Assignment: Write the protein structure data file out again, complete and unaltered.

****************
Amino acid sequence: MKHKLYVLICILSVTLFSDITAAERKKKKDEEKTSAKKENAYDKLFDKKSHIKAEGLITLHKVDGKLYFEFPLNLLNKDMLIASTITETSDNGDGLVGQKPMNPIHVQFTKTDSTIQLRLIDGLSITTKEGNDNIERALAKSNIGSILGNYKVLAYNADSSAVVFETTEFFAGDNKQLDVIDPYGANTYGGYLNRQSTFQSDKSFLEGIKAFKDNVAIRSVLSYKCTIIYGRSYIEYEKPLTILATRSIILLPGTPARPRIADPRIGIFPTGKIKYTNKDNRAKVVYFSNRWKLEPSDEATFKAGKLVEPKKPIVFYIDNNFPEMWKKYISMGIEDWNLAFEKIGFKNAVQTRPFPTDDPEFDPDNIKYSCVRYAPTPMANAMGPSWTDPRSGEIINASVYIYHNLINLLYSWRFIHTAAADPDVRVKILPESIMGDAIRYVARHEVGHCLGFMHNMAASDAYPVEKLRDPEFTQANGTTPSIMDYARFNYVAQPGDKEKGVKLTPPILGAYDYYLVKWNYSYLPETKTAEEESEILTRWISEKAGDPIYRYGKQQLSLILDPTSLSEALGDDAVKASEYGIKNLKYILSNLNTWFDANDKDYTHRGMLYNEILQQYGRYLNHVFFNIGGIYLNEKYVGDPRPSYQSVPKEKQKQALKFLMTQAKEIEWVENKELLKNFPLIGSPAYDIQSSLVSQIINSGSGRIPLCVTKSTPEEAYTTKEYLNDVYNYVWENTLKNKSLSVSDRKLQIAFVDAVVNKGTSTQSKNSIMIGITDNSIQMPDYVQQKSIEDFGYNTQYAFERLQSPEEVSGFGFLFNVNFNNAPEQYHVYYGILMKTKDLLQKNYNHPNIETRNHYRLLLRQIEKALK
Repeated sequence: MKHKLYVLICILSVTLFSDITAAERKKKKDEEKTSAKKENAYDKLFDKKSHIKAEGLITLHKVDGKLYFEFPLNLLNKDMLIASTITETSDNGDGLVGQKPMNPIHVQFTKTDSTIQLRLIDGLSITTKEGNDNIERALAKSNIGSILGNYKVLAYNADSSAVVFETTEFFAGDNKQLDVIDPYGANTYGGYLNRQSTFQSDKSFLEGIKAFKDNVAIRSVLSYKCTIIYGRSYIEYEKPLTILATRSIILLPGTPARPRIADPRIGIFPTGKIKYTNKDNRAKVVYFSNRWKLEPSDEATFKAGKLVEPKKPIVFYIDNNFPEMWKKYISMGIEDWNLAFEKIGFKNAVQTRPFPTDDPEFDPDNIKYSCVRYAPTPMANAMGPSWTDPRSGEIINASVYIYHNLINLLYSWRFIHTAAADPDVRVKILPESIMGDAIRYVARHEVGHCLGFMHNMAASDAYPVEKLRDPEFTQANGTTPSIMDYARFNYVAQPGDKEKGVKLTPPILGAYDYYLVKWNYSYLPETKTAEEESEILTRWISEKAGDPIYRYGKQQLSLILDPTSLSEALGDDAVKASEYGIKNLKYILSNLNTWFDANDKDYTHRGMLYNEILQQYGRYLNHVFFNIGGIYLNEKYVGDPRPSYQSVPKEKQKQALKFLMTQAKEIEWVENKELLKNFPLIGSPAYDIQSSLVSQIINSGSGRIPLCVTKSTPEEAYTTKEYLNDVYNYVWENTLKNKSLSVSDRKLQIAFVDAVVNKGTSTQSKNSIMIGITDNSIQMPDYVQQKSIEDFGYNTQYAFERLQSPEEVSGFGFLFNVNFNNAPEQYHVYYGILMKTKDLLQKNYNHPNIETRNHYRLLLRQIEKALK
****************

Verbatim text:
Amino acid sequence: MKHKLYVLICILSVTLFSDITAAERKKKKDEEKTSAKKENAYDKLFDKKSHIKAEGLITLHKVDGKLYFEFPLNLLNKDMLIASTITETSDNGDGLVGQKPMNPIHVQFTKTDSTIQLRLIDGLSITTKEGNDNIERALAKSNIGSILGNYKVLAYNADSSAVVFETTEFFAGDNKQLDVIDPYGANTYGGYLNRQSTFQSDKSFLEGIKAFKDNVAIRSVLSYKCTIIYGRSYIEYEKPLTILATRSIILLPGTPARPRIADPRIGIFPTGKIKYTNKDNRAKVVYFSNRWKLEPSDEATFKAGKLVEPKKPIVFYIDNNFPEMWKKYISMGIEDWNLAFEKIGFKNAVQTRPFPTDDPEFDPDNIKYSCVRYAPTPMANAMGPSWTDPRSGEIINASVYIYHNLINLLYSWRFIHTAAADPDVRVKILPESIMGDAIRYVARHEVGHCLGFMHNMAASDAYPVEKLRDPEFTQANGTTPSIMDYARFNYVAQPGDKEKGVKLTPPILGAYDYYLVKWNYSYLPETKTAEEESEILTRWISEKAGDPIYRYGKQQLSLILDPTSLSEALGDDAVKASEYGIKNLKYILSNLNTWFDANDKDYTHRGMLYNEILQQYGRYLNHVFFNIGGIYLNEKYVGDPRPSYQSVPKEKQKQALKFLMTQAKEIEWVENKELLKNFPLIGSPAYDIQSSLVSQIINSGSGRIPLCVTKSTPEEAYTTKEYLNDVYNYVWENTLKNKSLSVSDRKLQIAFVDAVVNKGTSTQSKNSIMIGITDNSIQMPDYVQQKSIEDFGYNTQYAFERLQSPEEVSGFGFLFNVNFNNAPEQYHVYYGILMKTKDLLQKNYNHPNIETRNHYRLLLRQIEKALK
Repeated sequence: MKHKLYVLICILSVTLFSDITAAERKKKKDEEKTSAKKENAYDKLFDKKSHIKAEGLITLHKVDGKLYFEFPLNLLNKDMLIASTITETSDNGDGLVGQKPMNPIHVQFTKTDSTIQLRLIDGLSITTKEGNDNIERALAKSNIGSILGNYKVLAYNADSSAVVFETTEFFAGDNKQLDVIDPYGANTYGGYLNRQSTFQSDKSFLEGIKAFKDNVAIRSVLSYKCTIIYGRSYIEYEKPLTILATRSIILLPGTPARPRIADPRIGIFPTGKIKYTNKDNRAKVVYFSNRWKLEPSDEATFKAGKLVEPKKPIVFYIDNNFPEMWKKYISMGIEDWNLAFEKIGFKNAVQTRPFPTDDPEFDPDNIKYSCVRYAPTPMANAMGPSWTDPRSGEIINASVYIYHNLINLLYSWRFIHTAAADPDVRVKILPESIMGDAIRYVARHEVGHCLGFMHNMAASDAYPVEKLRDPEFTQANGTTPSIMDYARFNYVAQPGDKEKGVKLTPPILGAYDYYLVKWNYSYLPETKTAEEESEILTRWISEKAGDPIYRYGKQQLSLILDPTSLSEALGDDAVKASEYGIKNLKYILSNLNTWFDANDKDYTHRGMLYNEILQQYGRYLNHVFFNIGGIYLNEKYVGDPRPSYQSVPKEKQKQALKFLMTQAKEIEWVENKELLKNFPLIGSPAYDIQSSLVSQIINSGSGRIPLCVTKSTPEEAYTTKEYLNDVYNYVWENTLKNKSLSVSDRKLQIAFVDAVVNKGTSTQSKNSIMIGITDNSIQMPDYVQQKSIEDFGYNTQYAFERLQSPEEVSGFGFLFNVNFNNAPEQYHVYYGILMKTKDLLQKNYNHPNIETRNHYRLLLRQIEKALK